A NASA Night at the Museum
At NASA they've called it "Seven Minutes of Terror" - the white-knuckle moments as the new Curiosity rover goes tearing into the Martian atmosphere and, engineers hope, lands safely seven minutes later.
Join Solar System ambassadors from NASA's Jet Propulsion Laboratory to watch a live television feed of this challenging mission's most critical moments, at the North Carolina Museum of Natural Sciences on Monday, Aug. 6, from midnight to 2 a.m., in the main auditorium.
The event is free. The museum doors open at 11:30 p.m. Sunday, Aug. 5.
Presentations precede the live NASA TV broadcast:
n Midnight - "Mars Science Laboratory: Launch and Flight to Mars" with Alan Rich
n 12:30 a.m. - "Inside the Mars Science Laboratory" with Ian Hewitt
n 1 a.m. - "Gale Crater Reveals the Geology of Mars" with Mike Malaska
n 1:30 a.m. - "7 Minutes of Terror" with Tony Rice and NASA TV live from JPL
In addition to the presentations, the museum will have an Xbox Kinect set up so visitors (especially any brave parents who bring their children along) can try their hand at landing a virtual Curiosity rover.
According to NASA engineer Tom Rivellini, "We've got literally seven minutes to get from the top of the atmosphere to the surface of Mars - going from 13,000 miles an hour to zero, in perfect sequence, perfect choreography, perfect timing."
The Curiosity rover, known originally as Mars Science Laboratory, is about the size of an SUV. Because of its size, Curiosity cannot just fly to Mars and come to a stop. The protective air bags used to land previous rovers could not be made sturdy enough.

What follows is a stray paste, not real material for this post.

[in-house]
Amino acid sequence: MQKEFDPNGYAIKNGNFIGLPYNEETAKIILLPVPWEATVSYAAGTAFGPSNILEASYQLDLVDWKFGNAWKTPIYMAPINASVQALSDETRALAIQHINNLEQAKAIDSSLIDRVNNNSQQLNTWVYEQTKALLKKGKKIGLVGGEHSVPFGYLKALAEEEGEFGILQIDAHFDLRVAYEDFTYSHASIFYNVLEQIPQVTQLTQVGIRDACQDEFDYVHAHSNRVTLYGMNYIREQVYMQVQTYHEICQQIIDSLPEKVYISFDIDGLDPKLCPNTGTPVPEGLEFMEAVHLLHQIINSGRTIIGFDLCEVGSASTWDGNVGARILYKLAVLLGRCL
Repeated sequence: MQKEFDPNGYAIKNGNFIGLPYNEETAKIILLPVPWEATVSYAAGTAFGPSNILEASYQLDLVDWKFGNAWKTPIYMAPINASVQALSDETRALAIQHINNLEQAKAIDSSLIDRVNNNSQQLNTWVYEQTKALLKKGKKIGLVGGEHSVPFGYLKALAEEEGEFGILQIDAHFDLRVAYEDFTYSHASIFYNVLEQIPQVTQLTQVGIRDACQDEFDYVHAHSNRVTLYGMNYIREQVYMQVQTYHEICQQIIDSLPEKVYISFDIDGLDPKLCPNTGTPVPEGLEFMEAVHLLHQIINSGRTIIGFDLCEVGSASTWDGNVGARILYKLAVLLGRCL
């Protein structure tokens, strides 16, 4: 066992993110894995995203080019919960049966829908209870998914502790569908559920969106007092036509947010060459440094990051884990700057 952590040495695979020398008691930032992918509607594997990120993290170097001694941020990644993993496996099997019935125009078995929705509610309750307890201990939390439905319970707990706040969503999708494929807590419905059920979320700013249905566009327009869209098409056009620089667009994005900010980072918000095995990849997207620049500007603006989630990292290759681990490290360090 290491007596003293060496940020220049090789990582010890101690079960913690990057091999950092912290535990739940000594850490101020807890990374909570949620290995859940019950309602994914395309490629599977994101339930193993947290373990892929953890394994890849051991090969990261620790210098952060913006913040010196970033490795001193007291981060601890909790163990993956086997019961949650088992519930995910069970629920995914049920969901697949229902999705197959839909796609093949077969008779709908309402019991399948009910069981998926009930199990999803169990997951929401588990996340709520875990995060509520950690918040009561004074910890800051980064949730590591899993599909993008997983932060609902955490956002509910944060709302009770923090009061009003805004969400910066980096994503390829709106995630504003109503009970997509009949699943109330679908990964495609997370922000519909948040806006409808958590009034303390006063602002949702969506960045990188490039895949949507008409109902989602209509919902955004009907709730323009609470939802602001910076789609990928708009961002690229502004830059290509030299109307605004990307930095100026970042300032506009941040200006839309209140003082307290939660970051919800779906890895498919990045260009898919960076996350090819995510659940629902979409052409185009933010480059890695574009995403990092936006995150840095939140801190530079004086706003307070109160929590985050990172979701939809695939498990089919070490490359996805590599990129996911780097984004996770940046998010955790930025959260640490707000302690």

So Curiosity enters the Martian atmosphere encased in a heat shield, then lets out a parachute, then fires retro rockets, then is lowered by cables from a landing stage, and finally - if it hasn't left a gigantic crater in the Martian soil - sends a signal that it's safely down.
And all this has to happen automatically, directed by roughly 500,000 lines of computer code in the ship's computers. Mars will be 150 million miles from Earth on Aug. 6 - so distant that radio commands from Earth, traveling at the speed of light, would take 14 minutes to get there.
The North Carolina Museum of Natural Sciences, located at 11 West Jones St. in downtown Raleigh, documents and interprets the natural history of the state through exhibits, research, collections, publications and educational programming.
Visit www.naturalsciences.org for more information.
More like this story